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doubt whether he would not have found Miss La Creevy a more
dangerous opponent than even Newman Noggs himself.

‘God forgive me for saying so,’ said Miss La Creevy, as a wind-
up to all her expressions of anger, ‘but I really feel as if I could
stick this into him with pleasure.’

It was not a very awful weapon that Miss La Creevy held, it
being in fact nothing more nor less than a black-lead pencil; but
discovering her mistake, the little portrait painter exchanged it for
a mother-of-pearl fruit knife, wherewith, in proof of her desperate
thoughts, she made a lunge as she spoke, which would have
scarcely disturbed the crumb of a half-quartern loaf.

‘She won’t stop where she is after tonight,’ said Newman.
‘That’s a comfort.’

‘Stop!’ cried Miss La Creevy, ‘she should have left there, weeks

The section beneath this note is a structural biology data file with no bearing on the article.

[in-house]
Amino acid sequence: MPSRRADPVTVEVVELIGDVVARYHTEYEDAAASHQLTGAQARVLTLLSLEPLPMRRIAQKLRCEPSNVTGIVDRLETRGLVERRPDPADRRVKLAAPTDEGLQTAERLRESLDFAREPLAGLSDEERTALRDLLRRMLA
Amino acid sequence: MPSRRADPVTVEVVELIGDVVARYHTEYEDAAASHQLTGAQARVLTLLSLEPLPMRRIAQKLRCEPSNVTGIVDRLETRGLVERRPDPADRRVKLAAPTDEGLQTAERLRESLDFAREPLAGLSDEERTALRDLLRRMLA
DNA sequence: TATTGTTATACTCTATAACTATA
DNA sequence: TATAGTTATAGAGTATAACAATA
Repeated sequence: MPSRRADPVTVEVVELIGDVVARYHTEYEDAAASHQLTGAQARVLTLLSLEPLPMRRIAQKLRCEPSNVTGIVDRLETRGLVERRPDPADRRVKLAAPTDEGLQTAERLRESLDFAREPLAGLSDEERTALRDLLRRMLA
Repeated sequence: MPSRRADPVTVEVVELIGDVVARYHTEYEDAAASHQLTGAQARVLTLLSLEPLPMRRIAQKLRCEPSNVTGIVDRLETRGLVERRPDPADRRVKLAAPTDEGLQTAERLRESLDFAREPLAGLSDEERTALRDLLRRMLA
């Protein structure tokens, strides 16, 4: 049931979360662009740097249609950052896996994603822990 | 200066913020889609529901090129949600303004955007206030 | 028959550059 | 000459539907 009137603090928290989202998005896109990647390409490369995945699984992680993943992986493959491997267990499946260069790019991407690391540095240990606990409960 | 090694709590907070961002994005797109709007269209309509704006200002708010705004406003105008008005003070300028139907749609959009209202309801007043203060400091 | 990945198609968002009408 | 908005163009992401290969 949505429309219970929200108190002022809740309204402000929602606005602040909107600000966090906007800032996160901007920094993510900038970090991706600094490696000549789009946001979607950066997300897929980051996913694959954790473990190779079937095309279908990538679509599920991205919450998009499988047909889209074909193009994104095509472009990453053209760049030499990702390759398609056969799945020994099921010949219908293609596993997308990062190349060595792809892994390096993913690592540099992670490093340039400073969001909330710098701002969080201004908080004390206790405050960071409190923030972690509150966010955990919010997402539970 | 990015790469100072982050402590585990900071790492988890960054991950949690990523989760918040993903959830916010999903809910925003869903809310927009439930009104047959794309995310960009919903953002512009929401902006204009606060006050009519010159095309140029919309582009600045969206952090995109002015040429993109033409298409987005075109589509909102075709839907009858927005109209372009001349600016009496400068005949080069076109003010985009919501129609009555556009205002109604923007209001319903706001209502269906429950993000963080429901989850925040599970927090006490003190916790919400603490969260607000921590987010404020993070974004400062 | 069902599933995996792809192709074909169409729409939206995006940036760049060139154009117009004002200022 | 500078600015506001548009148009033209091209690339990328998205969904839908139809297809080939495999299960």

‘--If we had known of this,’ rejoined Newman. ‘But we didn’t.
Nobody could properly interfere but her mother or brother. The
mother’s weak--poor thing--weak. The dear young man will be
here tonight.’

‘Heart alive!’ cried Miss La Creevy. ‘He will do something
desperate, Mr Noggs, if you tell him all at once.’

Newman left off rubbing his hands, and assumed a thoughtful

‘Depend upon it,’ said Miss La Creevy, earnestly, ‘if you are not
very careful in breaking out the truth to him, he will do some
violence upon his uncle or one of these men that will bring some
terrible calamity upon his own head, and grief and sorrow to us

‘I never thought of that,’ rejoined Newman, his countenance

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